WY: Oh, this is a tough one! Of course the big events, Olympics, Women’s Rugby World Cups, and HSBC 7s are a blast. I think the best events have been the ones we could help promote and grow. A few examples would be all of the events in the US with Alex Williams, High School Championships, the Vegas 7s Invitational, and USA Rugby National Championships.

What’s the next goal for you?

JF: I want to build my monthly subscriptions so I can engage the larger rugby community. I would love to hire columnists to diversify the content behind the paywall, or finally pay photographers who generously donate their shots for a feature. I’d love to offer a paid internship to an aspiring rugby journalist.

WY: I want to continue covering the largest women’s rugby events. My family life has changed quite a bit and we’re raising a rabid rugby fan. At four he can call a scrum together and loves to chant “USA, USA, USA”! We’re really looking forward to watching the 2020 Olympics and attending the 2021 Women’s Rugby World Cup in New Zealand (bucket list).

Are you community supported or how are you funded?

JF: I’ve tried a bunch of different models and I’m now funded by paying subscribers. Readers pay $5/month for exclusive content and that forms the basis of my income. TRB is my full-time job. I supplement by freelancing for entities like USA Rugby, FloRugby, and Rugby Americas North, and take revenue from advertisers as well.

WY: YSC isn’t my full-time job and as such I rely on the generosity of the community through donations. My professional job as a project manager allows me the flexibility to continue my passion.

Were you the first women-focused site in the world (definitely the U.S., right)?

WY: Possibly, but I don’t think so. Some groups were still doing print but most of the content was geared toward men’s rugby. I do remember following Saturday’s a Rugby Day and Scrum Queens in the UK.

Wendy Young - Glendale vs Berkeley 2017 - Photo Credit: Linda Brother @Broadguage
Wendy Young - Glendale vs Berkeley 2017 - Photo Credit: Linda Brother @Broadguage

Can you compare/contrast 2006 with today in terms of coverage of and info available on the women’s game?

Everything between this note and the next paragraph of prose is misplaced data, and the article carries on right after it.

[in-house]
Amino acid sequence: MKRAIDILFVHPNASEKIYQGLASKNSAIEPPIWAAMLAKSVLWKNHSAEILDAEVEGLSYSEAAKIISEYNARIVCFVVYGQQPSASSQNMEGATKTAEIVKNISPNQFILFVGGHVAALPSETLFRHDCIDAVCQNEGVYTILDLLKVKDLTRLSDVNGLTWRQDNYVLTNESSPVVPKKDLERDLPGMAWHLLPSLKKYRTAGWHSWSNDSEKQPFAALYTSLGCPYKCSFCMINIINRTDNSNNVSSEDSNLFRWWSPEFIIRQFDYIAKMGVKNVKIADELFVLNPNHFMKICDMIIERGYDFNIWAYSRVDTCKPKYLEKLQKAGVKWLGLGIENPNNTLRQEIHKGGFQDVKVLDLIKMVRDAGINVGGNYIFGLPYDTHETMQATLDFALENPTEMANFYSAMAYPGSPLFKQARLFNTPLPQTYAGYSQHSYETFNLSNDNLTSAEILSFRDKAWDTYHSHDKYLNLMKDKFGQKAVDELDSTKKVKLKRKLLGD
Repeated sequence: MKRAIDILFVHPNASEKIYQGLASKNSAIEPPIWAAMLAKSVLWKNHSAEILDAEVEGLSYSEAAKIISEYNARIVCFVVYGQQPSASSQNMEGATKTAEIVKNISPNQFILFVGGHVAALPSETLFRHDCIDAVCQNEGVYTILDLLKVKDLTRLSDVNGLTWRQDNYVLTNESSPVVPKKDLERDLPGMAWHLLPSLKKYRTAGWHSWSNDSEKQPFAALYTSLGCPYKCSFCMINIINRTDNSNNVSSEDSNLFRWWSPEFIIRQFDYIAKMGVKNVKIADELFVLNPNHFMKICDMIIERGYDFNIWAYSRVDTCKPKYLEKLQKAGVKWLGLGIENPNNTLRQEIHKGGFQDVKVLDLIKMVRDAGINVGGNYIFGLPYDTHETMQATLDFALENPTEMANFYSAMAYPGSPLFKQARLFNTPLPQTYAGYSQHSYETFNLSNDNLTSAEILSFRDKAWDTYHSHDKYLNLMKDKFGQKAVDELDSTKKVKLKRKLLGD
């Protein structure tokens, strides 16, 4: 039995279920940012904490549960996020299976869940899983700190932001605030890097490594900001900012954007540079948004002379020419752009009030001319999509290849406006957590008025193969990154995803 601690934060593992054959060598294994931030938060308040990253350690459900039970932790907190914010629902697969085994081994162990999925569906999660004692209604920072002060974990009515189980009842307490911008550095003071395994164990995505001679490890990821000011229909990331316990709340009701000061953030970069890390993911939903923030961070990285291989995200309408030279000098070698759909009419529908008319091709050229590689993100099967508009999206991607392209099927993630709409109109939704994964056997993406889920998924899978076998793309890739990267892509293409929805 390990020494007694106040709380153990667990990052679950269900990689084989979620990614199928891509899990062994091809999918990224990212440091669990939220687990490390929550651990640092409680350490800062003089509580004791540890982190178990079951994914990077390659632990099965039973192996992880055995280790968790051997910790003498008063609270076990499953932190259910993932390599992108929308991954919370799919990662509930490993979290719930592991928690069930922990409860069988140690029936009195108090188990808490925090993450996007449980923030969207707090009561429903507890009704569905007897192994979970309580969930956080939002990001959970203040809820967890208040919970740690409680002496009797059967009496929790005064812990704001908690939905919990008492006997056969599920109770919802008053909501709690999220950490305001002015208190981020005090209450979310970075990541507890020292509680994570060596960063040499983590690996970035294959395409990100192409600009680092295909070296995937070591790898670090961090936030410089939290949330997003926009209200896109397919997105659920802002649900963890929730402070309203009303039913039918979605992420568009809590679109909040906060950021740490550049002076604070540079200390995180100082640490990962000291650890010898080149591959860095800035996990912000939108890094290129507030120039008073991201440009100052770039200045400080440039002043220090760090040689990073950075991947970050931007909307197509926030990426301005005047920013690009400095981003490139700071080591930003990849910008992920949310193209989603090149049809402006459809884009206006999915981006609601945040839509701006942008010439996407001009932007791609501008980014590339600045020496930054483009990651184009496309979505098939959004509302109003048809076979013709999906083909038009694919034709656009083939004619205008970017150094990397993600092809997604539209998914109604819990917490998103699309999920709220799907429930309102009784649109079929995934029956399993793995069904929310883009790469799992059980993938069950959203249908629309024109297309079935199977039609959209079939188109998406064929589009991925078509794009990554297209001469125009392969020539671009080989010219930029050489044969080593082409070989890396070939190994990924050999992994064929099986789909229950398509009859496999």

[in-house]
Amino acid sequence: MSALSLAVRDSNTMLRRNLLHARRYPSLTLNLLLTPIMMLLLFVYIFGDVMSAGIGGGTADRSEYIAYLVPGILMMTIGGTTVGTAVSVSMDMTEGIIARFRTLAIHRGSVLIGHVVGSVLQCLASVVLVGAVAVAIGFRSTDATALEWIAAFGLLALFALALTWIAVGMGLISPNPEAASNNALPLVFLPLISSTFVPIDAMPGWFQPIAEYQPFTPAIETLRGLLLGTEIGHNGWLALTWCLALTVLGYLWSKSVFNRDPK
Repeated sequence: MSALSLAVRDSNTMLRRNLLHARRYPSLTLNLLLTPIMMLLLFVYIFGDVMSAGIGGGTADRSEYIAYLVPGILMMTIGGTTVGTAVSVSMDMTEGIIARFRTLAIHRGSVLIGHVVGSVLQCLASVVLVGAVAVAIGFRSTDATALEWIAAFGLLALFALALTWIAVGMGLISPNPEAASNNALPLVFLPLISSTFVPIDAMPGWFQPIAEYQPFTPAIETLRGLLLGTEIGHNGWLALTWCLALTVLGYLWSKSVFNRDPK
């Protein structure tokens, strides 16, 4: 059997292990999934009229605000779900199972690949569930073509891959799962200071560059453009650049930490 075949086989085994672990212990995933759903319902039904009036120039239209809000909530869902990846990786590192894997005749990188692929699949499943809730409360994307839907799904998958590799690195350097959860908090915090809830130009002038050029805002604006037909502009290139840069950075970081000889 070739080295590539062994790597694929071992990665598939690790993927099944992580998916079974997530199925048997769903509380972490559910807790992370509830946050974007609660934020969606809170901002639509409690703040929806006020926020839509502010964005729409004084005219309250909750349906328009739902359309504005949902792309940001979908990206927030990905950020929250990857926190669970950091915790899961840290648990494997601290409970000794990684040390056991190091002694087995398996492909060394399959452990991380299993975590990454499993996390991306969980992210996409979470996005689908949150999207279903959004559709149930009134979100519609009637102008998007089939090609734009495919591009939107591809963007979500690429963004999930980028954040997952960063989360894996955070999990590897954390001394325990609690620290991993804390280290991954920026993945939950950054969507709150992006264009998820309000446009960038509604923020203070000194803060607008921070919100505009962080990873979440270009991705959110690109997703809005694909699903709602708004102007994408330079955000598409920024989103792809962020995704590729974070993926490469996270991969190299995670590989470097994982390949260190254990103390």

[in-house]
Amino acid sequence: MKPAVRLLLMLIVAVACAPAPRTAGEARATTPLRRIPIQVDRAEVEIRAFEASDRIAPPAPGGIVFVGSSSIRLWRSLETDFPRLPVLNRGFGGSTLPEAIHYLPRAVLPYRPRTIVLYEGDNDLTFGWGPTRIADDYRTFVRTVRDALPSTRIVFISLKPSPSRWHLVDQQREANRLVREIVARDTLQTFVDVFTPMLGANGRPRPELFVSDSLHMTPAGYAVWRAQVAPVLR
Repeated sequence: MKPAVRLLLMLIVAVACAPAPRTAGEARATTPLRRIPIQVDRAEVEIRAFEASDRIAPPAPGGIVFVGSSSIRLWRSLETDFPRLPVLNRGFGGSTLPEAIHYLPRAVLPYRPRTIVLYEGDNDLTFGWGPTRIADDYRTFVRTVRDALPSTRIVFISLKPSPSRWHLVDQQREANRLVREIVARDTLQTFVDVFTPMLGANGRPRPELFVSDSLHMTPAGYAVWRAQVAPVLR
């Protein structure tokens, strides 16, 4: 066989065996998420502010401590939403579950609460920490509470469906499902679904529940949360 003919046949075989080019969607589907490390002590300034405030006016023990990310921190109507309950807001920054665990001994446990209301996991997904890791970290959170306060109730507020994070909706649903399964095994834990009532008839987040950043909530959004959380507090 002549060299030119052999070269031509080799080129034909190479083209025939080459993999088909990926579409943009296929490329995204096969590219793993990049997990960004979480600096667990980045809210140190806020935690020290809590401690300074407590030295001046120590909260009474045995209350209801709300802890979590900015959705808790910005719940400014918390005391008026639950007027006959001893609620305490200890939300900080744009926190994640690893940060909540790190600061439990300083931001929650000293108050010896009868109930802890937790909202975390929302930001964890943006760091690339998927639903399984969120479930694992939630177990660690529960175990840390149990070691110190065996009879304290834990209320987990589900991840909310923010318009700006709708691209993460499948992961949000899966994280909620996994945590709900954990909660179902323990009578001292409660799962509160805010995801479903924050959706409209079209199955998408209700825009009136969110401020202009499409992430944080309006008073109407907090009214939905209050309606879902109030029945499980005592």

JF: Coverage has improved in that there are more entities featuring women’s rugby across more media platforms. But I’m unsure whether today’s community member is better connected or educated on the game than in 2006.

When I worked at Rugby Magazine, Hagerty was big on printed directories and records, and although maintaining that information was laborious and not “buzz worthy,” it provided a consistent, thorough understanding of the game in the U.S. – past and present. Information is easier to share today but it’s not necessarily consolidated or organized in a way that helps people understand how they fit into the U.S. game.

WY: There is SO much more coverage available now but I think we still have some of the same problems as before. Getting information from teams can be a struggle, either they have an awesome website, great social media or it’s incredibly outdated. I’d love a world where all teams had the resources and understanding that having an online presence is critical to their success.

What advice would you give to an aspiring rugby journalist?

WY: Find a topic you really want to write about. In the beginning I started small, then expanded and tried to cover everything. You have to find a balance and cover the events you’re passionate about. Then just try and try again, you’ll learn what your audience responds to and what they aren’t interested in.

JF: I agree with Wendy. Additionally, this industry is pretty small and connected, so if there’s a particular outlet or journalist whom you admire, then definitely reach out to them for opportunities or guidance. Women’s rugby in particular is so collaborative, and it’s just one of many reasons why WRCRA is so useful.

Is it ever difficult to balance the roles of fan/promoter of women’s rugby and critical reporter?

JF: Yes, but that tension is important. In two seconds a thought can travel from one’s mind through the fingertips to the entire world. And so I appreciate the process of considering the purpose and effect of my online contributions. I do like to focus on the achievements of women in rugby -